PROUD TO BE A TT
By CAROL MATROO Sunday, September 2 2012
click on pic to zoom in
An endless line of people wait to get into the Queen's Park Oval before the start of the 50th anniversary concert. ...
They were made to wait in long lines that snaked their way from Elizabeth Street straight across to Havelock Street.
Yet the thousands of persons who lined up outside the Queen’s Park Oval, Port-of-Spain, on Friday to get a chance to attend the country’s second major 50th independence anniversary celebration gala concert, did it with much humour and wide smiles on their faces.
They had been waiting for hours and while they were not yet sure if they would get inside the venue, they did not intend to let anything sour their moment.
After all, they were being treated to a free live concert with several local artistes, a Brian MacFarlane presentation and the culmination of the night – fireworks, all sponsored by Prime Minister Kamla Persad-Bissessar and her Government.
The red, white and black is synonymous with this country’s national flag and colours, and it was very evident on Friday as miniature flags, large ones, buntings decorated both the venue and were held by spectators. The true patriots also painted their faces in our national colours. Their hair did not escape either ... from the brightest reddish-orange to almost fuschia colours.
There were fetes and parties in every place imaginable in the build up to Friday’s event, as citizens celebrated this country’s independence from Britain, when the red, white and black replaced the red, white and blue of the Union Jack in 1962. The TT flag, which has been flying high since the Olympic Games in London, was flying in the breeze as they were stuck on cars, vans, bicycles, even in people’s hair and used as bandanas.
On Friday evening, this country’s signature colour – red – dominated the stands, and who did not have red had customised jerseys with Trinidad and Tobago emblazoned on them.
As the Oval gates were opened, a deluge of bodies poured in and the stands turned a bright red.
The country’s national anthem was sung vociferously, and then there was thunderous applause as spectators settled in for the show. In between, miniature national flags were sold by the dozens, the nuts man did a brisk trade, the children fought over whose turn it was to lick the ice-cream cone.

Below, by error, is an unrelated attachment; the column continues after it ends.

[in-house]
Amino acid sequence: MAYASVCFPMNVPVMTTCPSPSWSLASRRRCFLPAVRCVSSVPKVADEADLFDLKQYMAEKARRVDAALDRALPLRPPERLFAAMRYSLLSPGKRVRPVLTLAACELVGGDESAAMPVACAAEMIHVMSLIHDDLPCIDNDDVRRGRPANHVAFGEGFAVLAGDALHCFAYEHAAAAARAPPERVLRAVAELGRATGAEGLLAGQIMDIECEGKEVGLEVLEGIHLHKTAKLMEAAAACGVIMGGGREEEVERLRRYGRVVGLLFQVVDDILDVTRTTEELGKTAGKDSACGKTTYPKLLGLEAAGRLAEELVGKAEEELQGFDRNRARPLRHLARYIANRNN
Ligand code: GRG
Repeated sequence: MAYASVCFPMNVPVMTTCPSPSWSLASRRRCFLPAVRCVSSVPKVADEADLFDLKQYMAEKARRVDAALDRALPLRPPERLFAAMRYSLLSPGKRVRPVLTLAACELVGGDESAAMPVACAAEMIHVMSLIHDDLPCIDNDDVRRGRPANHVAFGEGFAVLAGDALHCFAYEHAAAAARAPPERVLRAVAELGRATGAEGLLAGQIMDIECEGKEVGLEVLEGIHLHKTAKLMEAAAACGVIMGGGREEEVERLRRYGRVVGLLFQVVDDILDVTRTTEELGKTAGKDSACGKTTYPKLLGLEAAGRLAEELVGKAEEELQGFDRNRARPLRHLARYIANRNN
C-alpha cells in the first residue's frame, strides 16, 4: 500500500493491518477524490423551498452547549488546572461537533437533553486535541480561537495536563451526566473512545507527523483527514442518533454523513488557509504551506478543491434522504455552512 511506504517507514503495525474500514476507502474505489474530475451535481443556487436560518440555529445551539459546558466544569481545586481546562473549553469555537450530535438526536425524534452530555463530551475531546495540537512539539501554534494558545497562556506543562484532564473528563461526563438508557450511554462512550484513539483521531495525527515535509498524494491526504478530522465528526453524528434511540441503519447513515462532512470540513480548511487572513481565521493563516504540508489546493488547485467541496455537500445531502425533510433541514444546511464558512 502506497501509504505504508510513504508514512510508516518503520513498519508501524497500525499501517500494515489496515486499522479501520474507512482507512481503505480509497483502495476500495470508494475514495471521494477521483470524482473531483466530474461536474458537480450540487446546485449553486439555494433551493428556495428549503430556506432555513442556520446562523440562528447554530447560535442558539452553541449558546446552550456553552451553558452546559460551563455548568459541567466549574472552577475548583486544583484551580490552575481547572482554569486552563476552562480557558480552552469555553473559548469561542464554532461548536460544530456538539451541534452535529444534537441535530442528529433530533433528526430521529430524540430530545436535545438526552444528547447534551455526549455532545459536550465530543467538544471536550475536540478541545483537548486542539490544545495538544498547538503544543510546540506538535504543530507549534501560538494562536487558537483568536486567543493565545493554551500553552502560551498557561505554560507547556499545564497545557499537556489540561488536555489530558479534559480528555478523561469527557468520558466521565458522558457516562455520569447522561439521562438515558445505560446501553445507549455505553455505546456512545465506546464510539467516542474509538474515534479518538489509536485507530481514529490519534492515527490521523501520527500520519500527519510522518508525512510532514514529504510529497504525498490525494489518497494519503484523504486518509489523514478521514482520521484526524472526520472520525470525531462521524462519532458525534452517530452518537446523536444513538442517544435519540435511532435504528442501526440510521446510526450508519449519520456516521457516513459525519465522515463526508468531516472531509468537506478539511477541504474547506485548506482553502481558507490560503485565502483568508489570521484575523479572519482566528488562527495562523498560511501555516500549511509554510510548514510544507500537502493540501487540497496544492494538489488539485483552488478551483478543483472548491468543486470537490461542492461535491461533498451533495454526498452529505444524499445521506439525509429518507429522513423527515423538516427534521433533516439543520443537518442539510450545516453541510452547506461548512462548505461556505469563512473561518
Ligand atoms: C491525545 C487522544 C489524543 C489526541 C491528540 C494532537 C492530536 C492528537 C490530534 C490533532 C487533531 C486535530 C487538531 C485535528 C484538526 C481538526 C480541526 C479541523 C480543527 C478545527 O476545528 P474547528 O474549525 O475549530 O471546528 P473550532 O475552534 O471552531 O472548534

When the Journey to Jubilee got going, it featured portrayals of who we are and where we came from masman/designer Brian MacFarlane. Known for his dramatic entrances, MacFarlane lived up to his billing. A performer in yards of red, white and black cloth, underneath which several other performers hid, took centre stage.
Then this year’s Panorama champs, Silver Stars, took up the pace.
The various segments they played walked the audience through the TT journey, the days of the Amerindians, the Spanish, Africans, East Indians, Chinese, Syrian, Caucasian ... the people who we are.
Each era was enacted to show the suffering the TT people endured – the Amerindians, the Africans in manacles, the East Indians being beaten as they toiled in the blazing sun. There was the destruction of the soil and water, but then there was black gold – oil.
As usual, there was a story that needed to be told, and not many could do it as well as MacFarlane did on the evening.
Prime Minister Kamla Persad-Bissessar, who was shuttled into the Oval in a golf buggy after MacFarlane’s presentation, took to the stage and wished the crowd a happy 50th anniversary. Many expectantly then looked toward the stage again, expecting the PM to say more, but she had already left the building.
But there was much to make up for their disappointment.
The skies lit up as hundreds of fire works in myriads of colours bloomed into the night, much to the delight of the crowd. It was a kaleidoscope on a dark night. Other acts included soca stars Fay Ann Lyons and Bunji Garlin, JMC Triveni and De Fosto.